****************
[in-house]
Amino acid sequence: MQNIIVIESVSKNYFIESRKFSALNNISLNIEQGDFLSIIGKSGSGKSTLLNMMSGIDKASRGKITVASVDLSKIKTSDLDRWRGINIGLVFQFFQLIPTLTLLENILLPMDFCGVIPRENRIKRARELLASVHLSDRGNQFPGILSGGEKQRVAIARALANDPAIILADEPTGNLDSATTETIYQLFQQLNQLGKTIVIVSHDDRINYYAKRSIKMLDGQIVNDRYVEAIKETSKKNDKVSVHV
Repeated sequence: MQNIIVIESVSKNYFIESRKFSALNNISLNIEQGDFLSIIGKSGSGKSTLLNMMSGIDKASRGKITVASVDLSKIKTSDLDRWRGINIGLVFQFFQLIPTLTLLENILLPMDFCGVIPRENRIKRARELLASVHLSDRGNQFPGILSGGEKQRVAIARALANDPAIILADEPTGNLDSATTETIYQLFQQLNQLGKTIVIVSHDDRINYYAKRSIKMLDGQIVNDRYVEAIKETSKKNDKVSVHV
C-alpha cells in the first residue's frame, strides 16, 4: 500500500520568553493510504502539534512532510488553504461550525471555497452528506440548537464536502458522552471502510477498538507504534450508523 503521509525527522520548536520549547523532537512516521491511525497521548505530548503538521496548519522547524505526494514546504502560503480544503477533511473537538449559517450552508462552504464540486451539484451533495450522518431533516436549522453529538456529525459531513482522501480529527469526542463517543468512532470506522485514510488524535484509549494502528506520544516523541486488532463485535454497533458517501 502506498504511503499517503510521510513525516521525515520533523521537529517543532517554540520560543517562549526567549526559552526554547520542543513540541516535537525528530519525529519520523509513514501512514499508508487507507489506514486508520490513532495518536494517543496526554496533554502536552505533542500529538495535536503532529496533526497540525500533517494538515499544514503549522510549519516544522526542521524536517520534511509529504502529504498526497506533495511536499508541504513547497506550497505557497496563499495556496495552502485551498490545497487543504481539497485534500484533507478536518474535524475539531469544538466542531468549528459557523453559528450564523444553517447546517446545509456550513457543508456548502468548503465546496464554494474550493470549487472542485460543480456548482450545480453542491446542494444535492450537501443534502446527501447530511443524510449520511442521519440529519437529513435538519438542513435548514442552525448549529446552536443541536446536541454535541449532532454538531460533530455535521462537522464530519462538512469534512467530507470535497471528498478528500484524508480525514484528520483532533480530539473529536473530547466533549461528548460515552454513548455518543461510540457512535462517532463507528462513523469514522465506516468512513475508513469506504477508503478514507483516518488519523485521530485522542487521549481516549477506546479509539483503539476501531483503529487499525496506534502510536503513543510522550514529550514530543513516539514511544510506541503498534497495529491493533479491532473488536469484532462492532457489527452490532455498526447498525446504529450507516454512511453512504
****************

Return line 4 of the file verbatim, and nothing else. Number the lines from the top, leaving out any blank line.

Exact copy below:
C-alpha cells in the first residue's frame, strides 16, 4: 500500500520568553493510504502539534512532510488553504461550525471555497452528506440548537464536502458522552471502510477498538507504534450508523 503521509525527522520548536520549547523532537512516521491511525497521548505530548503538521496548519522547524505526494514546504502560503480544503477533511473537538449559517450552508462552504464540486451539484451533495450522518431533516436549522453529538456529525459531513482522501480529527469526542463517543468512532470506522485514510488524535484509549494502528506520544516523541486488532463485535454497533458517501 502506498504511503499517503510521510513525516521525515520533523521537529517543532517554540520560543517562549526567549526559552526554547520542543513540541516535537525528530519525529519520523509513514501512514499508508487507507489506514486508520490513532495518536494517543496526554496533554502536552505533542500529538495535536503532529496533526497540525500533517494538515499544514503549522510549519516544522526542521524536517520534511509529504502529504498526497506533495511536499508541504513547497506550497505557497496563499495556496495552502485551498490545497487543504481539497485534500484533507478536518474535524475539531469544538466542531468549528459557523453559528450564523444553517447546517446545509456550513457543508456548502468548503465546496464554494474550493470549487472542485460543480456548482450545480453542491446542494444535492450537501443534502446527501447530511443524510449520511442521519440529519437529513435538519438542513435548514442552525448549529446552536443541536446536541454535541449532532454538531460533530455535521462537522464530519462538512469534512467530507470535497471528498478528500484524508480525514484528520483532533480530539473529536473530547466533549461528548460515552454513548455518543461510540457512535462517532463507528462513523469514522465506516468512513475508513469506504477508503478514507483516518488519523485521530485522542487521549481516549477506546479509539483503539476501531483503529487499525496506534502510536503513543510522550514529550514530543513516539514511544510506541503498534497495529491493533479491532473488536469484532462492532457489527452490532455498526447498525446504529450507516454512511453512504